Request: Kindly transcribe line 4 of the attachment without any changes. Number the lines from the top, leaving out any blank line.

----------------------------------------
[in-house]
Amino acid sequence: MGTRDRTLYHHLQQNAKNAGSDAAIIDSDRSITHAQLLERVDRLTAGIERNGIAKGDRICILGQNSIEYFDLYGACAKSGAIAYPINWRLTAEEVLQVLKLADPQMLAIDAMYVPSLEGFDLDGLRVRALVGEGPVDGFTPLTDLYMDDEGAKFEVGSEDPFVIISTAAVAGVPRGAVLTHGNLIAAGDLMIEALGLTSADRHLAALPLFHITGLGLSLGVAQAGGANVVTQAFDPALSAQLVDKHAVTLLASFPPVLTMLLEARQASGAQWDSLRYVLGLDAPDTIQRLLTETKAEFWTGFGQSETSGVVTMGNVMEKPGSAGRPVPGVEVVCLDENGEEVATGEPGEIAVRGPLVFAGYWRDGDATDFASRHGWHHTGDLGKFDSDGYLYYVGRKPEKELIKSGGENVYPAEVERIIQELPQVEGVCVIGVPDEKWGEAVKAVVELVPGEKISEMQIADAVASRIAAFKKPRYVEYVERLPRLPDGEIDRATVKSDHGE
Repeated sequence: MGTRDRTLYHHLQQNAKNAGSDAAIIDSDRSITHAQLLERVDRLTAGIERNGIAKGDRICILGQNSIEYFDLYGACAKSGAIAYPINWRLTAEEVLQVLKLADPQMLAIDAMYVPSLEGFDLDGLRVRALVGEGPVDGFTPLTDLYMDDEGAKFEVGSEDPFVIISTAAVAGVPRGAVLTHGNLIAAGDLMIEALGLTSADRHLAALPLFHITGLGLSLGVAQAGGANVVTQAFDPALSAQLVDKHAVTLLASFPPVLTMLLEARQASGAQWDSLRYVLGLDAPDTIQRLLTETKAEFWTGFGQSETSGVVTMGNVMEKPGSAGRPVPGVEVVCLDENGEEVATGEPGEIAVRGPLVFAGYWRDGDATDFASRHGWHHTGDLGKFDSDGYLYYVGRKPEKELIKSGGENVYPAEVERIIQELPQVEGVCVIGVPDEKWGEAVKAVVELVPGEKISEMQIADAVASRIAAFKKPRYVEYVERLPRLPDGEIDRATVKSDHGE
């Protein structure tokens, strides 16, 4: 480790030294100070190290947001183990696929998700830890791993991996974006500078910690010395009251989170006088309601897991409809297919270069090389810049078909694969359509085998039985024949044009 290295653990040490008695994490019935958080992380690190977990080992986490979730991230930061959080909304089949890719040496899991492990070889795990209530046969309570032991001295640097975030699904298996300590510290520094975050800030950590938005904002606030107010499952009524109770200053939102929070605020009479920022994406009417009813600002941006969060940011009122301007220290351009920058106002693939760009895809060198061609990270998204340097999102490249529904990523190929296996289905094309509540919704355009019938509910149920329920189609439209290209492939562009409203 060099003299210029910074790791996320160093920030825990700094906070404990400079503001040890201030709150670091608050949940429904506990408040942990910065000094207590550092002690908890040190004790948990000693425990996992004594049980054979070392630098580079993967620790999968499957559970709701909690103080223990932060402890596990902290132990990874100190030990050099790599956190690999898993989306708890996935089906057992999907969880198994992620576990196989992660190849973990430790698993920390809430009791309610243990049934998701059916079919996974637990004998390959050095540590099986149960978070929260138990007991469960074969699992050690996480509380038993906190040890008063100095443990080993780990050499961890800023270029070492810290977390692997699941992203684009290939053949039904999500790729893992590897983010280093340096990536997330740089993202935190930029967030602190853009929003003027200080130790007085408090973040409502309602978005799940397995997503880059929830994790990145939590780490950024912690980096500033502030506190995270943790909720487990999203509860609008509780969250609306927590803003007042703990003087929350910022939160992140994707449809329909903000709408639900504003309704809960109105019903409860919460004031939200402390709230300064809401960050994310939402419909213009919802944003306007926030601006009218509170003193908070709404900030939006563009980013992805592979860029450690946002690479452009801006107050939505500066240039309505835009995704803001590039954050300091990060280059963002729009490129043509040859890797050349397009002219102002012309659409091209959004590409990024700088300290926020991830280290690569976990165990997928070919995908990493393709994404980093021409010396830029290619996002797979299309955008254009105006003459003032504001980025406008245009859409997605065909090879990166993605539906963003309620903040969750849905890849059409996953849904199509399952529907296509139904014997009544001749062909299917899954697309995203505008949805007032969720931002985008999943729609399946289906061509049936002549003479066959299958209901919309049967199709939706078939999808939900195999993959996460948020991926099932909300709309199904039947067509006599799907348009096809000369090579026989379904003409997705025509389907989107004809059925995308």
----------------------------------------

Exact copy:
């Protein structure tokens, strides 16, 4: 480790030294100070190290947001183990696929998700830890791993991996974006500078910690010395009251989170006088309601897991409809297919270069090389810049078909694969359509085998039985024949044009 290295653990040490008695994490019935958080992380690190977990080992986490979730991230930061959080909304089949890719040496899991492990070889795990209530046969309570032991001295640097975030699904298996300590510290520094975050800030950590938005904002606030107010499952009524109770200053939102929070605020009479920022994406009417009813600002941006969060940011009122301007220290351009920058106002693939760009895809060198061609990270998204340097999102490249529904990523190929296996289905094309509540919704355009019938509910149920329920189609439209290209492939562009409203 060099003299210029910074790791996320160093920030825990700094906070404990400079503001040890201030709150670091608050949940429904506990408040942990910065000094207590550092002690908890040190004790948990000693425990996992004594049980054979070392630098580079993967620790999968499957559970709701909690103080223990932060402890596990902290132990990874100190030990050099790599956190690999898993989306708890996935089906057992999907969880198994992620576990196989992660190849973990430790698993920390809430009791309610243990049934998701059916079919996974637990004998390959050095540590099986149960978070929260138990007991469960074969699992050690996480509380038993906190040890008063100095443990080993780990050499961890800023270029070492810290977390692997699941992203684009290939053949039904999500790729893992590897983010280093340096990536997330740089993202935190930029967030602190853009929003003027200080130790007085408090973040409502309602978005799940397995997503880059929830994790990145939590780490950024912690980096500033502030506190995270943790909720487990999203509860609008509780969250609306927590803003007042703990003087929350910022939160992140994707449809329909903000709408639900504003309704809960109105019903409860919460004031939200402390709230300064809401960050994310939402419909213009919802944003306007926030601006009218509170003193908070709404900030939006563009980013992805592979860029450690946002690479452009801006107050939505500066240039309505835009995704803001590039954050300091990060280059963002729009490129043509040859890797050349397009002219102002012309659409091209959004590409990024700088300290926020991830280290690569976990165990997928070919995908990493393709994404980093021409010396830029290619996002797979299309955008254009105006003459003032504001980025406008245009859409997605065909090879990166993605539906963003309620903040969750849905890849059409996953849904199509399952529907296509139904014997009544001749062909299917899954697309995203505008949805007032969720931002985008999943729609399946289906061509049936002549003479066959299958209901919309049967199709939706078939999808939900195999993959996460948020991926099932909300709309199904039947067509006599799907348009096809000369090579026989379904003409997705025509389907989107004809059925995308």